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Anas sparsa (African black duck) 

Swarteend [Afrikaans]; Idada (generic term for duck) [Xhosa]; iDada (generic term for duck) [Zulu]; Letata (generic term for duck), Letata-la-noka [South Sotho]; Afrikaanse zwarte eend [Dutch]; Canard noirâtre [French]; Schwarzente [German]; Pato-preto-africano [Portuguese]

Life > Eukaryotes > Opisthokonta > Metazoa (animals) > Bilateria > Deuterostomia > Chordata > Craniata > Vertebrata (vertebrates)  > Gnathostomata (jawed vertebrates) > Teleostomi (teleost fish) > Osteichthyes (bony fish) > Class: Sarcopterygii (lobe-finned fish) > Stegocephalia (terrestrial vertebrates) > Tetrapoda (four-legged vertebrates) > Reptiliomorpha > Amniota > Reptilia (reptiles) > Romeriida > Diapsida > Archosauromorpha > Archosauria > Dinosauria (dinosaurs) > Saurischia > Theropoda (bipedal predatory dinosaurs) > Coelurosauria > Maniraptora > Aves (birds) > Order: Anseriformes > Family: Anatidae

Anas sparsa (African black duck) Anas sparsa (African black duck) 

African Black Duck, Harold Porter Nature Reserve, Western Cape, South Africa. [photo Duncan Robertson ©]

African black duck, Paarl Bird Sanctuary, South Africa.. [photo Trevor Hardaker ©]

The African black duck is fairly common in both South Africa and Zimbabwe, with small populations in other countries in southern Africa. It is a river specialist, rarely straying away from rivers and streams. Its diet is not well known, but it is thought to eat more invertebrates than it does plant products. The female builds the nest, which is a deep bowl made of plant matter, placed near water. It lays 4-11 eggs, which are incubated solely by the female. The ducklings are cared for by their mother, who is always alert for predators. The chicks can usually can fly at 77 days old, after which they become independent.

Distribution and habitat

Fairly common in in both South Africa and Zimbabwe, with a very small population in Namibia. It is a habitat specialist, as it is found mainly in rivers and streams. It rarely moves into wetlands, sewerage ponds and dams.

Distribution of African black duck in southern Africa, based on statistical smoothing of the records from first SA Bird Atlas Project (© Animal Demography unit, University of Cape Town; smoothing by Birgit Erni and Francesca Little). Colours range from dark blue (most common) through to yellow (least common). See here for the latest distribution from the SABAP2.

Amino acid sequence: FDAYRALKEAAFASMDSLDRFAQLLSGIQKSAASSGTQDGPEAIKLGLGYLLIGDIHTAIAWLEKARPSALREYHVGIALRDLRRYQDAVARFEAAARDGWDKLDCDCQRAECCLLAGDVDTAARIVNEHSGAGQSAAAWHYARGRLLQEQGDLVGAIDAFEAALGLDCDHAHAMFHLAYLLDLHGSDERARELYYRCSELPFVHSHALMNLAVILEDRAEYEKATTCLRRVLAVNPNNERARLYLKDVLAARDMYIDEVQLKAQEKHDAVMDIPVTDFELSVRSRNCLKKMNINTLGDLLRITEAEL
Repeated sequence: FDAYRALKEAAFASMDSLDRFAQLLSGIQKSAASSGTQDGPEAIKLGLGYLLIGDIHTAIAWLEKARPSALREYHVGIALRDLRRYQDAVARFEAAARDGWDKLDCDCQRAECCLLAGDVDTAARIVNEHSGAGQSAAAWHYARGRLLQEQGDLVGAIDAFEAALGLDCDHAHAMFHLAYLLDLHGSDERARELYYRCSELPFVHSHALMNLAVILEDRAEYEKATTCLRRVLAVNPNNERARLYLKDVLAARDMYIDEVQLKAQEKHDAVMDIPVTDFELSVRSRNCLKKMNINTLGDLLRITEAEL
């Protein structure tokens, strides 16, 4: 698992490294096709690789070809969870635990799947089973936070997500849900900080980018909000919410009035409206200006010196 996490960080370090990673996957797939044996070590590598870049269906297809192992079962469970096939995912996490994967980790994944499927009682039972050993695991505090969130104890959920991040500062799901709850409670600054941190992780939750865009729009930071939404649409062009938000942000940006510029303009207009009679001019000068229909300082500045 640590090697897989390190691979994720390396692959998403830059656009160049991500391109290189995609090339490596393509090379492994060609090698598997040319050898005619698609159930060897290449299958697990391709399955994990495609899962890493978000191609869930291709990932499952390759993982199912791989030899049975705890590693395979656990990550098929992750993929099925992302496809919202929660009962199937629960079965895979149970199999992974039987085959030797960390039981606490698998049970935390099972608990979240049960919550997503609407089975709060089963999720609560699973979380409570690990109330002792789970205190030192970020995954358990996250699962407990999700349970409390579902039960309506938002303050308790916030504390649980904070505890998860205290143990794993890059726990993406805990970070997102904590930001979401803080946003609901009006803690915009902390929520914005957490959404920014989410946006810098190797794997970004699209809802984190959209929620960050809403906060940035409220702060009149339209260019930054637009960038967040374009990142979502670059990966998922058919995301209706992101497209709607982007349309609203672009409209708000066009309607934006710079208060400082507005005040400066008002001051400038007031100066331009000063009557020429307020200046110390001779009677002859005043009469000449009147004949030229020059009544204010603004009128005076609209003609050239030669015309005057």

Recorded by J. Stannard, Craggador, 1975. [© Transvaal Museum]



Sedentary, staying mostly in the same place its whole life. Of the three birds ringed birds recovered, the furthest distance travelled was 9km, but it has probably travelled more than that.

Predators and parasites

  • Predators
    • Bubo lacteus (Verreaux's eagle-owl, Giant eagle owl) 
    • Crocodylus niloticus (Nile crocodile)
  • Parasites
    • Rhinonyssus rhinolethrum (Parasitic nasal mite)


Its diet is not well known, but it seems to eat more invertebrates than it does plant matter. It usually feeds by dabbling, filtering or upending. The following food items have been recorded in its diet:

  • Animals
    • invertebrates
      • insect larvae
      • crustaceans
      • Chironimid (midge) larvae
      • molluscs
      • crabs
    • vertebrates
      • fish fry
      • Oncorhynchus mykiss (Rainbow trout)
  • Plant matter
    • Morus (mulberries)
    • Pyracantha (firethorns) fruit
    • Quercus (oak) acorns
    • cultivated grain seeds


  • Monogamous, territorial solitary nester. Courtship is quite elaborate, with neck biting, diving, and various other displays.
  • The female builds the nest, which is a deep bowl, usually made of grass, lined with down feathers. It is placed very close to the water, normally 2 metres away, surrounded by either grass, tangled roots or a hollow stump.
  • Laying dates are as follows:
      Jan Feb Mar Apr May Jun Jul Aug Sep Oct Nov Dec
    North-eastern South Africa                        
    Free State Province                        
    Eastern Cape                        
    Western Cape                        
    Northern Cape                        
  • It lays 4-11 eggs, in successive mornings.
  • Incubation is done solely by the female for 28-32 days. She normally leaves the nest for about an hour two times daily, to join the male in feeding, preening and bathing.
  • The ducklings are led by their mother to the water once dry. The mother keeps them under cover, and protects them from predators. The chicks usually feed by diving, or sometimes chasing insects along the water. They can fly at 77 days old, after which they become independent.


The African black duck is not threatened, but because it is a river specialist it is probably at risk from dam-building.


  • Hockey PAR, Dean WRJ and Ryan PG (eds) 2005. Roberts - Birds of southern Africa, VIIth ed. The Trustees of the John Voelcker Bird Book Fund, Cape Town.